4 takes on fish cookery

From 2011-06-15-2011-06-30 start of summer

1. While at a local seafood retailer, we watched the fish monger pull a large yellow fin tuna out of the cooler and start breaking it down. I don’t think I’ve ever had access to tuna that was so fresh, so there was no way I could pass it up. Dressed with canola oil, salt, and pepper, and seared on the grill. I’ve posted on this before, but with good product, the less you do, the better.

A few days later, the fam went on another trip to this seafood shop and returned with swordfish, more tuna, and skin-on salmon. My challenge was to cook all three using different techniques, keeping it kid-friendly as they helped pick out the fish and were excited to try it.

From 2011-06-15-2011-06-30 start of summer

2. In this case, I pan seared the tuna and dressed it with soy sauce. If I hadn’t been feeding this to the kids, I might have added some wasabi powder/paste or fresh ground horseradish. If you look at the sides of the fish, you can see the depth of the sear isn’t too high.

From 2011-06-15-2011-06-30 start of summer

3. Swordfish with brown butter sauce. With firm texture here, this was one that I pulled off more medium than rare. When the fish comes out, add a tbsp of butter to the pan and heat until it turns brown and smells nutty; sauce the fish with the butter. Feel free to add capers and lemon juice.

From 2011-06-15-2011-06-30 start of summer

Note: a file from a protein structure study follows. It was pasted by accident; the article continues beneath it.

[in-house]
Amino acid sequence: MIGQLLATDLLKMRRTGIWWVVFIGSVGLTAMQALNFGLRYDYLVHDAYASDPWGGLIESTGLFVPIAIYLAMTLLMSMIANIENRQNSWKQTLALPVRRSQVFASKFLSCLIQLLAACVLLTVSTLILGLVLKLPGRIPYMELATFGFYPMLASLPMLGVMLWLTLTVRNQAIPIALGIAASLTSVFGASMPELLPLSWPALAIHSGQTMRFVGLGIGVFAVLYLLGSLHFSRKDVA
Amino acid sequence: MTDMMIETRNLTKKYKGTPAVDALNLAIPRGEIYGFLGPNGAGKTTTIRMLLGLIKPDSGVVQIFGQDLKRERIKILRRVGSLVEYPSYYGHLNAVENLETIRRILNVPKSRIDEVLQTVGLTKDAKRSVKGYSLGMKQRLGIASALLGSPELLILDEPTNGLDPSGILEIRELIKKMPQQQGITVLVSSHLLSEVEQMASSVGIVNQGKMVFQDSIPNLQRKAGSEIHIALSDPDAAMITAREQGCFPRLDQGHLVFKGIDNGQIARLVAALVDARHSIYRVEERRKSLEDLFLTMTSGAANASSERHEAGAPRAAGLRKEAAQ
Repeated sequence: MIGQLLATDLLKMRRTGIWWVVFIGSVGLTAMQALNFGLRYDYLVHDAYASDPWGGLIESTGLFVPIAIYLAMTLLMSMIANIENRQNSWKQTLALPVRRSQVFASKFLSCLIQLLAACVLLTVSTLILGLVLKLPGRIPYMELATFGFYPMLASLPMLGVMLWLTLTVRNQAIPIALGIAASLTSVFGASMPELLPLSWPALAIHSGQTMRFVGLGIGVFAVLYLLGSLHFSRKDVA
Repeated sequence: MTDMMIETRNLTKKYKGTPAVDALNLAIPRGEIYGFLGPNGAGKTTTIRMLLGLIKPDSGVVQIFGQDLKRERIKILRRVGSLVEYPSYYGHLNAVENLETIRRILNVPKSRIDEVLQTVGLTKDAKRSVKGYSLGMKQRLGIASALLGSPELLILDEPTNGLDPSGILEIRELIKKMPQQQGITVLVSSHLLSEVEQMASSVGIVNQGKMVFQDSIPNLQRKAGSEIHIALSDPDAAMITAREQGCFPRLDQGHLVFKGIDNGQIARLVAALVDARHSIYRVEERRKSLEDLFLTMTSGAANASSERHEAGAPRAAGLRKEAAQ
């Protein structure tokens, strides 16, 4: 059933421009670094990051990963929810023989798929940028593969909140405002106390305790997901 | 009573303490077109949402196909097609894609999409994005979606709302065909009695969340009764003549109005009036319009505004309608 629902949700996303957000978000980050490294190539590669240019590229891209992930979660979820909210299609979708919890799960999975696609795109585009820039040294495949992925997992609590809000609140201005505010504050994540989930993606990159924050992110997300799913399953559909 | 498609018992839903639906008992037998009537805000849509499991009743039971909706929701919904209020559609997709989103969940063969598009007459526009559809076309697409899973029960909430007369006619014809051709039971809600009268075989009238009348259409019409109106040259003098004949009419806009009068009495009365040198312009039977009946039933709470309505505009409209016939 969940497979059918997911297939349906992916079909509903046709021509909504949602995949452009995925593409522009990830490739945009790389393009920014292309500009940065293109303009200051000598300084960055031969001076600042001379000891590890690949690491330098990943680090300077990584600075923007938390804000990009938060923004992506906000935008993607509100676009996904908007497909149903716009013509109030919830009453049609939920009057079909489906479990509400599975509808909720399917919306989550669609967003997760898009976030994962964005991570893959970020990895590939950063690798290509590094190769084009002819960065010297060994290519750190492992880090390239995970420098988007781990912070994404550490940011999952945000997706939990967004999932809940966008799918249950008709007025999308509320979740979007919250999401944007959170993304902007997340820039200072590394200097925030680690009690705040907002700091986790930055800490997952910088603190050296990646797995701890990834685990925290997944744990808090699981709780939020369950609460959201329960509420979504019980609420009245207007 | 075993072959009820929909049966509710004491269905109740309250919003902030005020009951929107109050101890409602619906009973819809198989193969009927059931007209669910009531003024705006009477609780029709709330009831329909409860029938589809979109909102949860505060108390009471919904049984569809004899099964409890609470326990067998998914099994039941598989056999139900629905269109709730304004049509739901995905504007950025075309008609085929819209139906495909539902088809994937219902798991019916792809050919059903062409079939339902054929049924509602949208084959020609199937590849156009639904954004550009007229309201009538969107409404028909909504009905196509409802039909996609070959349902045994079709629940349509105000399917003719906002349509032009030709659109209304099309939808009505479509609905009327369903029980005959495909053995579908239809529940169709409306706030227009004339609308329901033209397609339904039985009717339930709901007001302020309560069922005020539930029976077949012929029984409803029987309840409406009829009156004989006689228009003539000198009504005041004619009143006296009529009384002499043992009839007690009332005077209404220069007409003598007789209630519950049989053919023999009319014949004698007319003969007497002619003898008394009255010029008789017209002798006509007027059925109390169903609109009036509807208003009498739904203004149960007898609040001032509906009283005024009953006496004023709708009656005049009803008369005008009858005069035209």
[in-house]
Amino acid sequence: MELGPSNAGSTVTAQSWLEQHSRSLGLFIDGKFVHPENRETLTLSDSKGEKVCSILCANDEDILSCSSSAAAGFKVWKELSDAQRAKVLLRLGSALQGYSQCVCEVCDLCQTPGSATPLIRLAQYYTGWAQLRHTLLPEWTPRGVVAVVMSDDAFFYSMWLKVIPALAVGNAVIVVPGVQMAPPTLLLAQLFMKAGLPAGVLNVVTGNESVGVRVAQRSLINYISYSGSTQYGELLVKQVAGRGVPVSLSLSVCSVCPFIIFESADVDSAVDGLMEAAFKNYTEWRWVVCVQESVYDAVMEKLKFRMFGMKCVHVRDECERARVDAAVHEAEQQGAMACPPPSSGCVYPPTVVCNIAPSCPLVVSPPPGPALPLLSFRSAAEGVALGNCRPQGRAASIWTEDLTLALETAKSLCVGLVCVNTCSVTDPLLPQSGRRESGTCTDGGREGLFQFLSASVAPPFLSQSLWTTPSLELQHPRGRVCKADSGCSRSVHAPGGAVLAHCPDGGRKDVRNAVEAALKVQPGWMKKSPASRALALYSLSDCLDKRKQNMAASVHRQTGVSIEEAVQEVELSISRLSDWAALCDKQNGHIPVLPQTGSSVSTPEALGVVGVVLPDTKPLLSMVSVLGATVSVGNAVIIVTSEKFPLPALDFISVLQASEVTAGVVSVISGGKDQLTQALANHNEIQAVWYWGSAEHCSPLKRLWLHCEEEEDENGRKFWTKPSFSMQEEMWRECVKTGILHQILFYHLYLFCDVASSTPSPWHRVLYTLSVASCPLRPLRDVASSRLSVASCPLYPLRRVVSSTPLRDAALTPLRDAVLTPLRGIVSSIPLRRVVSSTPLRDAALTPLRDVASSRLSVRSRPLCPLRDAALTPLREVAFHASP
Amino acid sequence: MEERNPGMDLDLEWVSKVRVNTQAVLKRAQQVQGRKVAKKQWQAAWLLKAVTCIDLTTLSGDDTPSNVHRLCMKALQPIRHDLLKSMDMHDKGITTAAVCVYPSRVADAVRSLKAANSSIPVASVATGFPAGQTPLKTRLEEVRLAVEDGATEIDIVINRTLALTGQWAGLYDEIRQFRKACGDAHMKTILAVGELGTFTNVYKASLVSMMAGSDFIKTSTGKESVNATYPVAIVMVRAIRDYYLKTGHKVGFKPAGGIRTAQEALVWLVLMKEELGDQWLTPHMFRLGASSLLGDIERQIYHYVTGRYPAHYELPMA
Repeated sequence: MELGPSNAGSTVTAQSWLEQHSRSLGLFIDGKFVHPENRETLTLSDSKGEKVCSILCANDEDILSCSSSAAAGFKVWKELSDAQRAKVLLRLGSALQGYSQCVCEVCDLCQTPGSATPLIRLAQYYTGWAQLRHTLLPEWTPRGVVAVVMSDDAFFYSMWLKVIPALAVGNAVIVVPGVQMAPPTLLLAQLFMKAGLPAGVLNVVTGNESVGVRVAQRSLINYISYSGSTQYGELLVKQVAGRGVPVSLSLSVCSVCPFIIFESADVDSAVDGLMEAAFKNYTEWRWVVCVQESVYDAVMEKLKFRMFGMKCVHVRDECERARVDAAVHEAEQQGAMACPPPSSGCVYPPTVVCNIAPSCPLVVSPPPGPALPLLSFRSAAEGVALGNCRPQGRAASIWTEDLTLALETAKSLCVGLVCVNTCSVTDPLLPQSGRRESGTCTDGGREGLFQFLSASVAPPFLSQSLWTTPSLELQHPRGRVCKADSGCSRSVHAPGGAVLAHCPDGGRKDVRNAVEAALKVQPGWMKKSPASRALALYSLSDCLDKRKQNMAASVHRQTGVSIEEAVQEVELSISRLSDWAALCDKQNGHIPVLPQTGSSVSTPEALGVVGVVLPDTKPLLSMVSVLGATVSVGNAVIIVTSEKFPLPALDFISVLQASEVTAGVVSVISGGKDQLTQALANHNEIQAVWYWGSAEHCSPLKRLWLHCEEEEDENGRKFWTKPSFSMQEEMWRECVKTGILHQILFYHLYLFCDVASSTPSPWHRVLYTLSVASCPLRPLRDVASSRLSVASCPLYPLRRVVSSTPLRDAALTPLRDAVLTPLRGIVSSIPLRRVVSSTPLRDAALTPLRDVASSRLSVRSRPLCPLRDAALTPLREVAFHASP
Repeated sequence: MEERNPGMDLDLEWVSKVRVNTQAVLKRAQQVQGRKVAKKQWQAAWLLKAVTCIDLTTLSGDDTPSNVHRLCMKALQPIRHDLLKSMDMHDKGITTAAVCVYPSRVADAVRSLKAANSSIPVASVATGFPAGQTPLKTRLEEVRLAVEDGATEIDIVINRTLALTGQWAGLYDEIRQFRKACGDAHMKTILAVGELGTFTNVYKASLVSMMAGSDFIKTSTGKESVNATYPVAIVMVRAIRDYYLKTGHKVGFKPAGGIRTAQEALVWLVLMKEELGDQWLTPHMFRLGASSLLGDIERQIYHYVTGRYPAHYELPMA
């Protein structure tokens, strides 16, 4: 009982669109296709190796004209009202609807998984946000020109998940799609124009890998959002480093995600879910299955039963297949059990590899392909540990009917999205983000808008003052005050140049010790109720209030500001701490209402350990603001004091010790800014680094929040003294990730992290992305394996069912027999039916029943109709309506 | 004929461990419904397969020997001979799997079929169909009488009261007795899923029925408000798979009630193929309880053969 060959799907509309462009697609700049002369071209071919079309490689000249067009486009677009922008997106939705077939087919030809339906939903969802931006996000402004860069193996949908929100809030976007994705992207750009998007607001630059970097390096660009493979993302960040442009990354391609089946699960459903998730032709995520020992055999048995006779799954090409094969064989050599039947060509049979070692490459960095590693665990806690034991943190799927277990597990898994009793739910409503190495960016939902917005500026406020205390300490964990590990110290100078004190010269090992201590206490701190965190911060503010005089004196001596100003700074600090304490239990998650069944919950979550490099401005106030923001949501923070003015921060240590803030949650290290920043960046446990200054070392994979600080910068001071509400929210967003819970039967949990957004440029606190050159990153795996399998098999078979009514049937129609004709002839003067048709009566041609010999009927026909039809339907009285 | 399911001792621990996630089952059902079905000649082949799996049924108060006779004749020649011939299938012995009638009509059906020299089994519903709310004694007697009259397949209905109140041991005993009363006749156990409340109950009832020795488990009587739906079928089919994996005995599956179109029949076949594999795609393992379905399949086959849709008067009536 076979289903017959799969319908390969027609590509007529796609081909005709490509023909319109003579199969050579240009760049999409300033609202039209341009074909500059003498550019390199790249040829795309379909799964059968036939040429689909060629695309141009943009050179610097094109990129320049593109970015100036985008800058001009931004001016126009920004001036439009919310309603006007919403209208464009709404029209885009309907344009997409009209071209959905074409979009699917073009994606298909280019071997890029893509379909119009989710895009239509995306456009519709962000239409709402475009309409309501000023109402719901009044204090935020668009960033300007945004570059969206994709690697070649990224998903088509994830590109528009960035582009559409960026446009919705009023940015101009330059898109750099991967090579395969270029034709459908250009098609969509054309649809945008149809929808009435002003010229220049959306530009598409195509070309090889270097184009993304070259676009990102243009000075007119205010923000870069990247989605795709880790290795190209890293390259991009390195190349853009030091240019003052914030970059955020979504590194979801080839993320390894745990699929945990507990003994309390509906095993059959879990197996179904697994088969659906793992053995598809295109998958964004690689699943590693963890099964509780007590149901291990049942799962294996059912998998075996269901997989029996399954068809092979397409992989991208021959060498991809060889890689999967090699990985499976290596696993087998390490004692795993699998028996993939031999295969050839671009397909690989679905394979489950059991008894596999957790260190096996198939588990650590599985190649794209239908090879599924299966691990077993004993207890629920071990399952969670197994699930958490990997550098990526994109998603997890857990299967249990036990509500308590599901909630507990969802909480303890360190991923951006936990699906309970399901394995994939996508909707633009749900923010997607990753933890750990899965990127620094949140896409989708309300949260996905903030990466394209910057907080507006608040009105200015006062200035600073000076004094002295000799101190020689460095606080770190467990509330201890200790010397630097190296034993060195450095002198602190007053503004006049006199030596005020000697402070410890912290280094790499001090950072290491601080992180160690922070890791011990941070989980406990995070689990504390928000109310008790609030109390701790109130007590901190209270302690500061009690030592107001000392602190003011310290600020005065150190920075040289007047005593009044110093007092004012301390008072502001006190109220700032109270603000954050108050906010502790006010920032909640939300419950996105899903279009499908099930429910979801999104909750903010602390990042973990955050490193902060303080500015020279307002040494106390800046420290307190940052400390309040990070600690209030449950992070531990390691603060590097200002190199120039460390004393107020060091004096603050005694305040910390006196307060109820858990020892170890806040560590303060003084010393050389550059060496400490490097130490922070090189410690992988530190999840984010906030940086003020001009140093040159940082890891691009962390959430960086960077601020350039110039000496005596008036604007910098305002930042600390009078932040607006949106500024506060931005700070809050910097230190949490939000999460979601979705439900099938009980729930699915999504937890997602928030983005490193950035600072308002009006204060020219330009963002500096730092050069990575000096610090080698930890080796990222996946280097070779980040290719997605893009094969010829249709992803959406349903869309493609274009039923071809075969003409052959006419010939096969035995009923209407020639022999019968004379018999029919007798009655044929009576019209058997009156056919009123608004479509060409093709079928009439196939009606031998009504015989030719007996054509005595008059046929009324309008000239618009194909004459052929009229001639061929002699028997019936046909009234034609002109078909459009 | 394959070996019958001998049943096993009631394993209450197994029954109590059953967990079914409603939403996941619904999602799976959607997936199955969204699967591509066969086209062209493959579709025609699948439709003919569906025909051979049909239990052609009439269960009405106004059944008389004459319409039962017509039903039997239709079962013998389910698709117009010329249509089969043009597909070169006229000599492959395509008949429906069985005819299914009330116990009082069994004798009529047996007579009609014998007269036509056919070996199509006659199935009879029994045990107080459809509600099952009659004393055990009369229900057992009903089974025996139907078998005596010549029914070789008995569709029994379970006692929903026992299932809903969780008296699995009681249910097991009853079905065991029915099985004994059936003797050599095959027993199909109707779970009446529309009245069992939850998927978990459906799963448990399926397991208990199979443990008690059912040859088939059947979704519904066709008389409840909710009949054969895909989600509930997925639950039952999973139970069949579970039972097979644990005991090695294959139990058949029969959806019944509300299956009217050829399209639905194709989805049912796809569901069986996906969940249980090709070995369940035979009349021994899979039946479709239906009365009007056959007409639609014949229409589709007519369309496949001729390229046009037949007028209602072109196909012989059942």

4. The final installment is crispy skin salmon over an onion/squash sautee in tabasco butter sauce. The trick to the crispy skin in this case was to cook skin side down on medium (not high) heat and making sure there’s enough oil/butter in the pan. I covered the pan to help it cook through, then uncovered and flipped it for the last minute or two. Good salmon could be eaten raw, but I was looking for rare to medium rare. The red powder is cayenne pepper, and I added a little bit of olive oil around the edges for an extra layer of flavor. OK, so this one isn’t as kid friendly, but I reserved some before plating on the squash and they tried this one, too.

Here are some of the considerations I’m thinking of when cooking fish.

Is the skin on? If so, treat it like the salmon. Cook over lower heat than you think you need, skin side down. If you cover the fish, the steam generated will cook the fish through. Alternatively, you could flip the fish over and cook on the flesh side.

What’s the fish texture? If it’s firm like halibut, swordfish, monkfish, grouper, you’re less likely to overcook it. Pan roasting works well (cook one side, flip, put the pan in the oven until done). If it’s really soft like black cod, kingklip, trout then you have to be pretty gentle.

Would I eat it raw? You might have to be a sushi-lover to answer this. With good, fresh salmon or tuna, I’ll cook to rare/medium-rare. With price club frozen salmon fillets they should probably be more like medium.

How is the fish butchered? For a big slab of salmon, I cut these down to individual fillets about 2-3 finger widths (about 2 inches with these hands). When it gets too thin, cut the tail section off and cook it like that. Think of portion size and how you want it to cook when you decide how to butcher it.

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One thought on “4 takes on fish cookery

  1. Pingback: Simple take on “fish cookery” & tasty noodles « Big Dawg Eats

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